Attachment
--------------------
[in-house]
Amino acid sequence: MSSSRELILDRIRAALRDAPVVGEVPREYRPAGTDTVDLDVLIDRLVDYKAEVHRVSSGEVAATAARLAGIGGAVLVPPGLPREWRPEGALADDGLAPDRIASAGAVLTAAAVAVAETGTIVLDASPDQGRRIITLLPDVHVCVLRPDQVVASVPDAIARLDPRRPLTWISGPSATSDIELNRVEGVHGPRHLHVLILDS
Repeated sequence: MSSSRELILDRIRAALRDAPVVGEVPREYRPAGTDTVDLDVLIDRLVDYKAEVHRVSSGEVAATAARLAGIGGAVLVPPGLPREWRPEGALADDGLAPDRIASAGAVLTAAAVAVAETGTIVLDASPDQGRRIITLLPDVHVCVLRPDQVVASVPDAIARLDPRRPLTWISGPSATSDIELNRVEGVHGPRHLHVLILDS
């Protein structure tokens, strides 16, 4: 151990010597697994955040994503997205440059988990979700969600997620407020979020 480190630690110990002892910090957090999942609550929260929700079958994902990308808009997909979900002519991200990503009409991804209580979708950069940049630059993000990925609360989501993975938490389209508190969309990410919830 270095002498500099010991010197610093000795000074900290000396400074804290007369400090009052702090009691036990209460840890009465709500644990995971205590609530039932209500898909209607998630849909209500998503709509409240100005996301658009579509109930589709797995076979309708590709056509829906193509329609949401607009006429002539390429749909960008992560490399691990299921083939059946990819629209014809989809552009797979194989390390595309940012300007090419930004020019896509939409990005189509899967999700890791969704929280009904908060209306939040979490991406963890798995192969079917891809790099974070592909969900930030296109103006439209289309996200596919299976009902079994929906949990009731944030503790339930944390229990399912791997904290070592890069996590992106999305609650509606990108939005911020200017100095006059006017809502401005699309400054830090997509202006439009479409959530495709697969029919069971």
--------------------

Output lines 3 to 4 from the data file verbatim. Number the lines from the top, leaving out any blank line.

Repeated sequence: MSSSRELILDRIRAALRDAPVVGEVPREYRPAGTDTVDLDVLIDRLVDYKAEVHRVSSGEVAATAARLAGIGGAVLVPPGLPREWRPEGALADDGLAPDRIASAGAVLTAAAVAVAETGTIVLDASPDQGRRIITLLPDVHVCVLRPDQVVASVPDAIARLDPRRPLTWISGPSATSDIELNRVEGVHGPRHLHVLILDS
């Protein structure tokens, strides 16, 4: 151990010597697994955040994503997205440059988990979700969600997620407020979020 480190630690110990002892910090957090999942609550929260929700079958994902990308808009997909979900002519991200990503009409991804209580979708950069940049630059993000990925609360989501993975938490389209508190969309990410919830 270095002498500099010991010197610093000795000074900290000396400074804290007369400090009052702090009691036990209460840890009465709500644990995971205590609530039932209500898909209607998630849909209500998503709509409240100005996301658009579509109930589709797995076979309708590709056509829906193509329609949401607009006429002539390429749909960008992560490399691990299921083939059946990819629209014809989809552009797979194989390390595309940012300007090419930004020019896509939409990005189509899967999700890791969704929280009904908060209306939040979490991406963890798995192969079917891809790099974070592909969900930030296109103006439209289309996200596919299976009902079994929906949990009731944030503790339930944390229990399912791997904290070592890069996590992106999305609650509606990108939005911020200017100095006059006017809502401005699309400054830090997509202006439009479409959530495709697969029919069971």